There's fitting original music by Lindsay Jones which, if it had lyrics that told the story, might sing out: How you gonna keep a youth nice and innocent after he's journeyed to adulthood with the characters there? The writer implies that Rosie, who kind of combined the two, parallels Kai. At any rate, she's important and Director Ken Rus Schmoll underscores that. David Ryan Smith impresses as an old pirate who's now a seaman at a post on land. Paul Toben's lighting is especially important to the almost bare stage. Janice Pytel's costumes are atmospheric. The play would benefit from some cutting.

Note: Matthew Stadelmann's name is listed in the cast without the name of the title role he plays here. In the bio notes, he is acknowledged as Kyle in “Shem” only. I kept hearing him called what I interpret as Kai in the longer play without my learning of an authoritative alternate spelling.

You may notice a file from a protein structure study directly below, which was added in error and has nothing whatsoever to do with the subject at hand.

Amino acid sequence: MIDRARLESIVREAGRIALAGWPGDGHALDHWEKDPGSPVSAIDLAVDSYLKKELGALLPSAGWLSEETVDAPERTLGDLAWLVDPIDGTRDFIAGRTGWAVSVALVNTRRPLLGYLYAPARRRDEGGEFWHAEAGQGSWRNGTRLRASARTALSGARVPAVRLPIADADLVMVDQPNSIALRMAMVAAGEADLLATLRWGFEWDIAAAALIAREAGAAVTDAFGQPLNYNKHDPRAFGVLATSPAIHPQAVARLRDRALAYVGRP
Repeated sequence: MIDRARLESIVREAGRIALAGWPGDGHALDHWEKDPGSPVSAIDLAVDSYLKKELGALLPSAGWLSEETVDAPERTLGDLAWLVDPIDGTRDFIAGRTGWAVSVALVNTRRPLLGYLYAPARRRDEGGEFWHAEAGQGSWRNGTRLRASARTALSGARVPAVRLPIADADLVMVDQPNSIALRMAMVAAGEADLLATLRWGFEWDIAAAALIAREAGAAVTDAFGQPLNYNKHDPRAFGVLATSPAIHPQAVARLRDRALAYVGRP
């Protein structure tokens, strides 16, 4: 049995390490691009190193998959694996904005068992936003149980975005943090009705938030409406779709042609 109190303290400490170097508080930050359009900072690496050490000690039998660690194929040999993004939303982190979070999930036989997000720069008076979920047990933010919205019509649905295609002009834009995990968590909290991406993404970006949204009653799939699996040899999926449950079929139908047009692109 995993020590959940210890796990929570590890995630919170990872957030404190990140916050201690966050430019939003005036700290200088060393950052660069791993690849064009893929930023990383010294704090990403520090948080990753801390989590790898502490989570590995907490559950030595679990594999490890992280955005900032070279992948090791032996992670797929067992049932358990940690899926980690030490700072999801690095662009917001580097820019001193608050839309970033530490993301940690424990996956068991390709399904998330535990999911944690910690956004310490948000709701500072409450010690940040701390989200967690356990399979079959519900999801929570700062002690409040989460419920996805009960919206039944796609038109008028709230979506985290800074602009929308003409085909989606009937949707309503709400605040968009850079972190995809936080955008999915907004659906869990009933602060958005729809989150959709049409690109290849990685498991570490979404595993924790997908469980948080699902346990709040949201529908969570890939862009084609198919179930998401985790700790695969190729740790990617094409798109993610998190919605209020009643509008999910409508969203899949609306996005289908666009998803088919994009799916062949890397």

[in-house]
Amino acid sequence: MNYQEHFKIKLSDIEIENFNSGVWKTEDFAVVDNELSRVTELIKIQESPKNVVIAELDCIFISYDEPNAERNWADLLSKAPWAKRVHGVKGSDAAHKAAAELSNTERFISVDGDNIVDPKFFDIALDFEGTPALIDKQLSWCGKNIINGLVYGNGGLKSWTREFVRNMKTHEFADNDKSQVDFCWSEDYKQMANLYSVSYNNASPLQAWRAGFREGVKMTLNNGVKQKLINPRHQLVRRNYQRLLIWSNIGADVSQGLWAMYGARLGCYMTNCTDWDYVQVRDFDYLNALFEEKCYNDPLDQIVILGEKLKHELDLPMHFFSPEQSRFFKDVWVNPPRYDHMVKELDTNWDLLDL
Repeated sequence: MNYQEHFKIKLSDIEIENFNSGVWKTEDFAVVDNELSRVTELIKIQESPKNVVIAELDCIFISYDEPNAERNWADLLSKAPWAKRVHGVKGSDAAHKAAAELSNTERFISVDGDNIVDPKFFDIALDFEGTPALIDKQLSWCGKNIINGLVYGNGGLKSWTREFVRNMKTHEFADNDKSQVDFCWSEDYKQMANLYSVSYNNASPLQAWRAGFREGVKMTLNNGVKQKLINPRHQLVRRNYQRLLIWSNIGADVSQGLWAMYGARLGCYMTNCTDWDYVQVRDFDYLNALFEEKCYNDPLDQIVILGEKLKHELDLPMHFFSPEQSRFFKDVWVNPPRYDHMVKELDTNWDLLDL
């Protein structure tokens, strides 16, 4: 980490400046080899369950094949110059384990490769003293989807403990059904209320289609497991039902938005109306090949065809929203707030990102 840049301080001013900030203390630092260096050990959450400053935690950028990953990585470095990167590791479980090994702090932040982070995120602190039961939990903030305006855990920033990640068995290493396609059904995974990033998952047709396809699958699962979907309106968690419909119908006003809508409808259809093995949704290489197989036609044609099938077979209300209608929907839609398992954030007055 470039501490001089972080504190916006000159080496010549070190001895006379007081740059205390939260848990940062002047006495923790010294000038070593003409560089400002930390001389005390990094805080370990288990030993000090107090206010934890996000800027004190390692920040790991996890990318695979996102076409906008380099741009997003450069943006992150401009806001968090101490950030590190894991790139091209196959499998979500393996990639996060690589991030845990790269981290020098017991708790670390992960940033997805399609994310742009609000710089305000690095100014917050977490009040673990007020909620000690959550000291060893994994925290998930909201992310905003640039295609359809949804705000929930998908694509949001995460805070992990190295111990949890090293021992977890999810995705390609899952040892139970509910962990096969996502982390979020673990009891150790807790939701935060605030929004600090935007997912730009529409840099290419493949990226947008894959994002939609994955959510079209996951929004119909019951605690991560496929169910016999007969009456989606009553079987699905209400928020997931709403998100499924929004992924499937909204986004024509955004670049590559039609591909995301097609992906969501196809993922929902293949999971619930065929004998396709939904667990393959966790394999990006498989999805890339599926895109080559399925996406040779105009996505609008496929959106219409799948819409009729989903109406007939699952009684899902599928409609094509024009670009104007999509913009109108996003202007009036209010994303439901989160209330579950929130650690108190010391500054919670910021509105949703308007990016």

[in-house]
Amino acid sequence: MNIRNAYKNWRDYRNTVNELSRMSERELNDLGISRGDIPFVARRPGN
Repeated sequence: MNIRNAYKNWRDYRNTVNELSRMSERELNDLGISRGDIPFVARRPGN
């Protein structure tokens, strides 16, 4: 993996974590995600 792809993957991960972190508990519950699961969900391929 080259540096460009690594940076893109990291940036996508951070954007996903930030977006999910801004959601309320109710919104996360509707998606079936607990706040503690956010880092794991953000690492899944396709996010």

Text by Kia Corthron, Will Power, Carl Hancock Rux, & Regina Taylor
Performance Developed and Performed by the SITI Company
Music and Lyrics by Julia Wolfe
Directed by Anne Bogart
Starring Eric Berryman as John Henry

It's apparent that Ann Bogart's plays are being more and more wed to dance. Movement and mime in a dramatic context inventively begin “Steel Hammer.” From there on, except for a narrative monologue rather late in the play, tediousness takes over. So does a devotion to extended running in a circle or spinning out of it, mostly to music. That's by groups called Bang on a Can All-Stars and Trio Mediaeval [sic], which should give a warning of its quality.